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A Fuse #8 Production
Inside A Fuse #8 Production

Fake Children’s Books: What the Books We Make Up Say About Us

If you missed the recent 100 Scope Notes post I Will Not Retreat to a Book Cave to Eat Taco Bell then you are in for a treat. I agree with everything he has to say about this weirdly out-of-touch librarian, but one part of the Taco Bell commercial in which she appears struck me as particularly interesting. It’s this:

KanineCrash

If you’re having difficulty seeing, the book is apparently called Kanine Crash (shouldn’t it be “Kanine Krash”?) by “Eugene Chang”. Now what we have here is yet another case of Fake Children’s Books. Happens all the times in movies and commercials. No one wants to feature an actual book so they bend over backwards to make fake ones. And, a lot of the time, actual working artists are called in to provide the art and details.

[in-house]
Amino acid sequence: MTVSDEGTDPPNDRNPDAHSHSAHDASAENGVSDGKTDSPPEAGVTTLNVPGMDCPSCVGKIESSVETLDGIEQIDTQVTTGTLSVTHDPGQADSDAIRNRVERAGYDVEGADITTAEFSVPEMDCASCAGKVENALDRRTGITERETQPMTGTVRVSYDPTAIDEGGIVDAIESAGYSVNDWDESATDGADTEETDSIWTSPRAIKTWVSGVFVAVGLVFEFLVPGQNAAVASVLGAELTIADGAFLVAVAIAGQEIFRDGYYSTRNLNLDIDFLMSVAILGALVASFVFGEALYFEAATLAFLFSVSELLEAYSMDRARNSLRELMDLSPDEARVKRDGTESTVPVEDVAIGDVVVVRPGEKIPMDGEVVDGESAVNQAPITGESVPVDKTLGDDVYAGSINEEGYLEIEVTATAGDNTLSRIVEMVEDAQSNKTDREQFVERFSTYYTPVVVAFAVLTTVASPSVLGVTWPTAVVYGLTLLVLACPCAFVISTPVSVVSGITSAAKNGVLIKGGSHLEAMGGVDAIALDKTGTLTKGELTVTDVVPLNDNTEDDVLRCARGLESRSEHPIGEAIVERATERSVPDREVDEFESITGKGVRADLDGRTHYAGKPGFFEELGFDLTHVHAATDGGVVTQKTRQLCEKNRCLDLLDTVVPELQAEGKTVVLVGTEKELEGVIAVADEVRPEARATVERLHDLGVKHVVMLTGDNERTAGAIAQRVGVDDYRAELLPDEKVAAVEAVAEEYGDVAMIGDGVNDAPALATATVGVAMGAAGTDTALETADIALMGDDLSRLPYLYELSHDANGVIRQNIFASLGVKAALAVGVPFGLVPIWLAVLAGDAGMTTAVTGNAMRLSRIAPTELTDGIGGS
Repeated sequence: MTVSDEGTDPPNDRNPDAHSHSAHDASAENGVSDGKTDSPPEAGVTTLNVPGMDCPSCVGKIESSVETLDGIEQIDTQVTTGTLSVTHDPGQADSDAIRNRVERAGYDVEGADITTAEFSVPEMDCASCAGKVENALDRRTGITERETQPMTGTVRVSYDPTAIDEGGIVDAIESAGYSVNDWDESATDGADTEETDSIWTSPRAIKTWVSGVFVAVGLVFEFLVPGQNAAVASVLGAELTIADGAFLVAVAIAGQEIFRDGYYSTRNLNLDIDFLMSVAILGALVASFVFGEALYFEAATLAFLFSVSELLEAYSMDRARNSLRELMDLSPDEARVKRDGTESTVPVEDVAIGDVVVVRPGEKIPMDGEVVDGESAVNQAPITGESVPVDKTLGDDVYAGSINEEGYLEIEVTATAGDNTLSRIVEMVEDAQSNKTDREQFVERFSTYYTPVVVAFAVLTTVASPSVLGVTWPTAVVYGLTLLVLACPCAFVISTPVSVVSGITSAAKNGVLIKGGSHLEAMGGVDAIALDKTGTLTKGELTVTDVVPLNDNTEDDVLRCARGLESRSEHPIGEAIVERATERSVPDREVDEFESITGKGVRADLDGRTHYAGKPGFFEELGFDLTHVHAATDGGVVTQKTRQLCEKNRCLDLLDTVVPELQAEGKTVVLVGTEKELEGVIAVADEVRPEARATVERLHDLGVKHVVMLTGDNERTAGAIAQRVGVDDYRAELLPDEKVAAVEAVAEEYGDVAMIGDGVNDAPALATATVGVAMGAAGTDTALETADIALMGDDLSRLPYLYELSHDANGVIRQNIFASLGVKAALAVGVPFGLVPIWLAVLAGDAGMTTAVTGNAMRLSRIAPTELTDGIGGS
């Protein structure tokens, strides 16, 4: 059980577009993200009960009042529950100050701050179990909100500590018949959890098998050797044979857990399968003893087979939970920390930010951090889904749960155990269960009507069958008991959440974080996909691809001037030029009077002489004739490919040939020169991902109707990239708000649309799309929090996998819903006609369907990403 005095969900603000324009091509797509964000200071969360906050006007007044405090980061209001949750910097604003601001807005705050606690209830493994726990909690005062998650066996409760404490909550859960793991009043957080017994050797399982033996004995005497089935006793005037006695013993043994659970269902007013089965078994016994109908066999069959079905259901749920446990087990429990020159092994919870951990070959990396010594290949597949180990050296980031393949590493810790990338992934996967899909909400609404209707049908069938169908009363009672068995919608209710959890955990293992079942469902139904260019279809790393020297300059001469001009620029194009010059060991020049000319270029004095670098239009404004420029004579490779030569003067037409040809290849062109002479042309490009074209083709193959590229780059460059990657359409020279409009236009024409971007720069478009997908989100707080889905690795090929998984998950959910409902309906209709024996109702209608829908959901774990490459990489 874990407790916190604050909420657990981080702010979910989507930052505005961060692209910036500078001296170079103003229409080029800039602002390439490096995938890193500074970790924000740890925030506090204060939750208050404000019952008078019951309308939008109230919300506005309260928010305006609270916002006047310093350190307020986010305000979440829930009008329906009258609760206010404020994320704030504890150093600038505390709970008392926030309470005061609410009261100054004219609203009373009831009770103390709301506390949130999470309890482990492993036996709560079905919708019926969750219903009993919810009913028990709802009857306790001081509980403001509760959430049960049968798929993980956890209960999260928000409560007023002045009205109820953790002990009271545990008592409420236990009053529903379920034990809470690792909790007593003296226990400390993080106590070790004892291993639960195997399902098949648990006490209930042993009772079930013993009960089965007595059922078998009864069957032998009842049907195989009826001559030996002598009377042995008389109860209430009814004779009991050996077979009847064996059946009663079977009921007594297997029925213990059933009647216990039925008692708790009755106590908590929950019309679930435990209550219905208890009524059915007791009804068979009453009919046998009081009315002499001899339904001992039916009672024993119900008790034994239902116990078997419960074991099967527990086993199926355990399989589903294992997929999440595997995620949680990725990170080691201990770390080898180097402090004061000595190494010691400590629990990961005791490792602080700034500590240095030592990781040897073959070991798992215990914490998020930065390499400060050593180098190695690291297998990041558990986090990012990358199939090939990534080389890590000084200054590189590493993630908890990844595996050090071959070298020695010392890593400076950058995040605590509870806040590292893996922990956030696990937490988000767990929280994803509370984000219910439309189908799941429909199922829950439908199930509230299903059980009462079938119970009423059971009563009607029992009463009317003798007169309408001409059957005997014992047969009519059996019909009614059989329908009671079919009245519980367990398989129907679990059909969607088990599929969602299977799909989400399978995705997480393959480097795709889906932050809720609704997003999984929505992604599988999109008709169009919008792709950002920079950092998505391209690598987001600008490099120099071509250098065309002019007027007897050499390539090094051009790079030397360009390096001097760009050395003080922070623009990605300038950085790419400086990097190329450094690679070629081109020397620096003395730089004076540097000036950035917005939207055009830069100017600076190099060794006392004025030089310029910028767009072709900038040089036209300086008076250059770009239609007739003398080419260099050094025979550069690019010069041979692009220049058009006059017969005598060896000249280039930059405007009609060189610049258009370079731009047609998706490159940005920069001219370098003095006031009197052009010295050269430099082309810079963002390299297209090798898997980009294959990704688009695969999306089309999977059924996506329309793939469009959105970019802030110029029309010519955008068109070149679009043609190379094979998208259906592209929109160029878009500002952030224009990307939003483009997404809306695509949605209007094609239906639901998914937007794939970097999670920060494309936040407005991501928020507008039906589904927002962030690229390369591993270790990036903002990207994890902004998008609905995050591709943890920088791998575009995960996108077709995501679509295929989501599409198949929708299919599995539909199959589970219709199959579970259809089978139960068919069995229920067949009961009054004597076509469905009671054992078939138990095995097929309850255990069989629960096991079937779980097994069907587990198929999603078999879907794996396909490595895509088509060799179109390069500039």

When Travis posted the video I asked if he wanted to do a joint post on the subject. He politely declined but he did point out yet another case of multiple fake children’s books:

MoonriseKingdom

It’s no secret that Anderson is a children’s literature fanatic. Between the From the Mixed-Up Files of Mrs. Basil E. Frankweiler reference in The Royal Tenenbaums and the adaptation of The Fantastic Mr. Fox, it’s probably just a matter of time before he makes his own children’s book (Chuck Dugan is AWOL doesn’t count).

In the image above you’re seeing a still from Moonrise Kingdom. In that film these are the books being read by the kids. It’s a kind of fascinating deep dive into the kinds of book jackets you would have seen on children’s literature in the 70s/early 80s. Fascinating stuff.  Here are some more:

DoozlesDozing

Doozles Are Dozing is the name of this one, and you’ll see it in the trailers for The Incredibles 2. No word on who the fake author is. This pairs rather nicely with another fake bedtime book from a CGI film:

ThreeSleepyKittens1

Sleepy Kittens is actually rather important part of the plot in the first Despicable Me movie. Apparently the writer Cinco Paul said it was based on  Three Little Bunnies by Nicola Smee from way back in 1994. Also of note is the fact that after it was in the movie, Little, Brown & Co. decided to put out an actual Sleepy Kittens book. I kid you not. Behold:
SleepyKittens